If you asked those delegates in attendance, last weekend’s Conservative Party convention in Quebec City felt like a unifying — some would say crowning — moment for a party that has often struggled with unity.
Ask some other observers, and the event was a typical right-wing carnival defined by anti-woke vitriol and socially conservative undercurrents.
Much of the opposition and media chatter coming out of the convention has revolved around the resolutions the delegates passed, some touching on controversial matters such as trans issues, leading Conservative leader Pierre Poilievre’s critics to surmise that his “common sense” agenda is really a smokescreen for more sinister right-wing ideologies.
Yet Poilievre’s behaviour and comments at the convention, as well as his response to these motions, paint a different picture. When asked to comment, Poilievre replied he isn’t bound to implement any convention resolutions but merely take them under consideration.
And his rousing leader’s speech revealed far more about his priorities and what messages he thinks will win.
Tellingly, it didn’t mention woke, or trans — not even once.
And why would he? With the CPC enjoying its largest polling lead over the Liberals in a long time, this convention cemented the feeling that Poilievre has built a big tent movement by addressing the cost-of-living crisis middle- and working-class Canadians face everyday.
And if you wonder about the effectiveness of all of this, you need look no further than the reaction of the governing party. A wolf in sheep’s clothing, cried the Liberals. Poilievre’s “common sense” message is nothing more than a warmed-over version of Mike Harris’ “common sense revolution,” they warned.
Really? That’s all they’ve got? A reference to a government led by former premier Mike Harris? A successful, transformative two-term government from almost 30 years ago?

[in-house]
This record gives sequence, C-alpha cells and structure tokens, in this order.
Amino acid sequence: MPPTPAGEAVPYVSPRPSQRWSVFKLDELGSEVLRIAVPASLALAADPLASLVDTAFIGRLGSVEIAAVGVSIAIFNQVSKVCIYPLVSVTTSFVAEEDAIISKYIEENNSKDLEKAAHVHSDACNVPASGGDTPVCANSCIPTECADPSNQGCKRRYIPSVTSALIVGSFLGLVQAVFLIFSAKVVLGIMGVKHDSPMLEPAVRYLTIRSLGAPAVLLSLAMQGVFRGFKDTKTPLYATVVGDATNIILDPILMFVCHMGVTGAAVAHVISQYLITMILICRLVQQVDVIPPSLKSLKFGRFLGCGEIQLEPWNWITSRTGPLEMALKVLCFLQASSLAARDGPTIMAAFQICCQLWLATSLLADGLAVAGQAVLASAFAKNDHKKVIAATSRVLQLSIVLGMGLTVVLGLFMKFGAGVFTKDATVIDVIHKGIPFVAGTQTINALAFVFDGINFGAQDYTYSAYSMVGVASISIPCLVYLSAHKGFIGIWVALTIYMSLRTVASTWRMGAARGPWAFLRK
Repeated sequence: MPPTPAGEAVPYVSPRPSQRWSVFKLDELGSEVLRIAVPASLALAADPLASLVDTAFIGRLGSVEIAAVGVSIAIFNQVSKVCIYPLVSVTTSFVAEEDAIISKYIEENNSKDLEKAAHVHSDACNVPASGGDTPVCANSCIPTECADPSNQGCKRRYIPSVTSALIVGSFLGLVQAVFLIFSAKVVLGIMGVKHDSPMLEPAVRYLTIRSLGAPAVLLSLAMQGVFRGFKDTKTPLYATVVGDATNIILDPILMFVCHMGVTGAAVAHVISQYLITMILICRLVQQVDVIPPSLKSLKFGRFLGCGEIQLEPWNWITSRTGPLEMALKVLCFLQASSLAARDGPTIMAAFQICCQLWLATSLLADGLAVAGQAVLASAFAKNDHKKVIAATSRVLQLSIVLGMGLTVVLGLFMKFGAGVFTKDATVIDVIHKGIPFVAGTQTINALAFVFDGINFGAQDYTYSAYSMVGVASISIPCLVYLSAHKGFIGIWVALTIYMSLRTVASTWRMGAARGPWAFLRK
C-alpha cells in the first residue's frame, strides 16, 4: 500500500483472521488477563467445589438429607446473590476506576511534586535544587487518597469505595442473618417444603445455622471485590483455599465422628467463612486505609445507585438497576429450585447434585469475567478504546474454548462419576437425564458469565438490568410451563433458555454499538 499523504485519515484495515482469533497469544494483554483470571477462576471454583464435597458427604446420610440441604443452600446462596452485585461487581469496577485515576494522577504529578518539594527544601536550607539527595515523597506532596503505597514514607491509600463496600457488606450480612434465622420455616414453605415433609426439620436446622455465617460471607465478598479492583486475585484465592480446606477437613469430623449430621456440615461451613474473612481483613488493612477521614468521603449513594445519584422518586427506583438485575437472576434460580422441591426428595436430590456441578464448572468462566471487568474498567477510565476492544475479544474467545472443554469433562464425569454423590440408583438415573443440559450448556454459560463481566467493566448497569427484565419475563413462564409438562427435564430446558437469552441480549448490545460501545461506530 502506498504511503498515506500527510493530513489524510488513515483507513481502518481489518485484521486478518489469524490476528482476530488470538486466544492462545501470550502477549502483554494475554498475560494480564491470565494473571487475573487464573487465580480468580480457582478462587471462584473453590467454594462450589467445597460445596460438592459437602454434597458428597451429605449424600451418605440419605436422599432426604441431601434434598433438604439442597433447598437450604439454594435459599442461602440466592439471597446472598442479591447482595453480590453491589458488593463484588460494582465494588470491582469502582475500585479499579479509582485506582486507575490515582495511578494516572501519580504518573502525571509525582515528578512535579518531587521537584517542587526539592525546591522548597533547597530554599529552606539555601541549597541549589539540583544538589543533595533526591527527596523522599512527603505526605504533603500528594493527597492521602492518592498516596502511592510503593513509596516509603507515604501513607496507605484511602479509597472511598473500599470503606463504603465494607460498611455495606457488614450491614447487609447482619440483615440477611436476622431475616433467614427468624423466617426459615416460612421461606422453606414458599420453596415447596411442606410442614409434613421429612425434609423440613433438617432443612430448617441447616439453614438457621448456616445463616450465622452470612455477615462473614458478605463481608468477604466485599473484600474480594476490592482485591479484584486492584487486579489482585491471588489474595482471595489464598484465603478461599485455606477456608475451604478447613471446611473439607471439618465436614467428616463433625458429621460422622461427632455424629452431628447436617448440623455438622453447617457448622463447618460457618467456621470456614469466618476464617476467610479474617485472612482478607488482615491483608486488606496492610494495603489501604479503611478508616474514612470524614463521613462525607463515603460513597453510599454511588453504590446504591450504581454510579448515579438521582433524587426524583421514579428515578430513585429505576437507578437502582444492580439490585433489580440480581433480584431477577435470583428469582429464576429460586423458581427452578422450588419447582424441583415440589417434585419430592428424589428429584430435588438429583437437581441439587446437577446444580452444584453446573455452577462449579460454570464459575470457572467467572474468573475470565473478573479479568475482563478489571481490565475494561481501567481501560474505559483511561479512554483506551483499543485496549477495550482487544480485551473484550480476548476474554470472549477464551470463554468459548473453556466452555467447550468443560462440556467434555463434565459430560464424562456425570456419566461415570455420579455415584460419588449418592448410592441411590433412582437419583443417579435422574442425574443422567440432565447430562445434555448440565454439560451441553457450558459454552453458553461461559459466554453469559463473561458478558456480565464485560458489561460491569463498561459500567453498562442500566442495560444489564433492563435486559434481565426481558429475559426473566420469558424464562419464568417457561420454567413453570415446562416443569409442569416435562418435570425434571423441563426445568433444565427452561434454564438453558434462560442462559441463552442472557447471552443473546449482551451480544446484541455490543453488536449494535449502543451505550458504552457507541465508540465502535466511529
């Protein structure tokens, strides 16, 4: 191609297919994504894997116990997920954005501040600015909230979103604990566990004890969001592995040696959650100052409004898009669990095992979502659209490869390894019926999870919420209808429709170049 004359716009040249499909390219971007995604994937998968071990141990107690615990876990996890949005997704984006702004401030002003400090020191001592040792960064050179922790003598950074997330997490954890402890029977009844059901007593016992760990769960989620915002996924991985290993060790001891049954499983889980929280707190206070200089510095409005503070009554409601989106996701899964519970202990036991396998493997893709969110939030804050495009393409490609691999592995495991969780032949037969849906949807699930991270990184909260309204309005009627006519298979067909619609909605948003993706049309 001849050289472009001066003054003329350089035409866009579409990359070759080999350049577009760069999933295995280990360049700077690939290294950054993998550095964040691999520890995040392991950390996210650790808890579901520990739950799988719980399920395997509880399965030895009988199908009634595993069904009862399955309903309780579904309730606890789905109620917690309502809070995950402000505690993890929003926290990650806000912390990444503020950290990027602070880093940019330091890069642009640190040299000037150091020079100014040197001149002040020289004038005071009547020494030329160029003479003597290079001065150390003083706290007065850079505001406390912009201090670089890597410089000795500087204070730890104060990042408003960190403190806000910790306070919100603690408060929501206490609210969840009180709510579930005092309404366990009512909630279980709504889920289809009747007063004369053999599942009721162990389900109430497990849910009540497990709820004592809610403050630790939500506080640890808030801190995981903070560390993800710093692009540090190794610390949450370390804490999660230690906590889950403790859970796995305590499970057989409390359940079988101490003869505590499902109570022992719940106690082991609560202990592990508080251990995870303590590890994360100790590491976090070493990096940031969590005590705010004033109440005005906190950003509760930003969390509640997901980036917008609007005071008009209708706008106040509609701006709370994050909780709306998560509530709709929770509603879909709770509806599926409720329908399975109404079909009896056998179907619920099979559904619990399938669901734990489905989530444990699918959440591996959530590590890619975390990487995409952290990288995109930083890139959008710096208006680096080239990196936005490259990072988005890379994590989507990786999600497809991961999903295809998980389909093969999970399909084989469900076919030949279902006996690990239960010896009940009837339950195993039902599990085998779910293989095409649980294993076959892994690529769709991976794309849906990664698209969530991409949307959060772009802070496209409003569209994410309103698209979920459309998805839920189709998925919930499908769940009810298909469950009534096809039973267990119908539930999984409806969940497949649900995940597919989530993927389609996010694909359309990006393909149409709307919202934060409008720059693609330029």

But while Poilievre and Harris differ greatly in many respects, coming out of last weekend I see many similarities, between Poilievre and Harris but not those voiced by the critics.
Just as Harris ousted a government that had grown out of touch with its electorate by promising to cut taxes, make sense of the welfare system and end unfair hiring quotas, so too is Poilievre leading a serious movement by taking a back-to-basics approach. Poilievre’s speech was all about improving lives for all Canadians including newcomers, lowering taxes, food prices, energy, and trade.
This leads to the second, somewhat subtle, similarity I see emerging: Poilievre’s acute sense of how far certain issues can be pushed and when best to push them.
Poilievre’s ability to acknowledge and respect the views of others, but not fully mire himself in the polarizing topics and intolerant debates of the so-called “culture war” is surely a result of his experience seeing other Conservative leaders knocked aside by such issues.
Poilievre is demonstrating an understanding that true leadership means sticking to what matters most to everyday Canadians.
As his speech demonstrated, he is clear-eyed about what that is. And it’s not the messy debates Liberals would love to drag him into. As the reaction and enthusiasm of Conservative members showed, despite the resolutions they overwhelmingly passed, they are just fine with the direction Poilievre is leading the party because for the first time in a long time, they have a real shot at both a majority government and the leader to deliver it.
Down the road, Poilievre will have to define more clearly what he truly believes to be “common sense” on the sticky topics and social issues clearly important to large parts of his base.
Still, for now, all he needs to do is reiterate that his economic plan centred on tackling the housing and affordability crisis towers over the tired policies of this tired government.
Funny, it seems that common sense may just equal electoral success after all.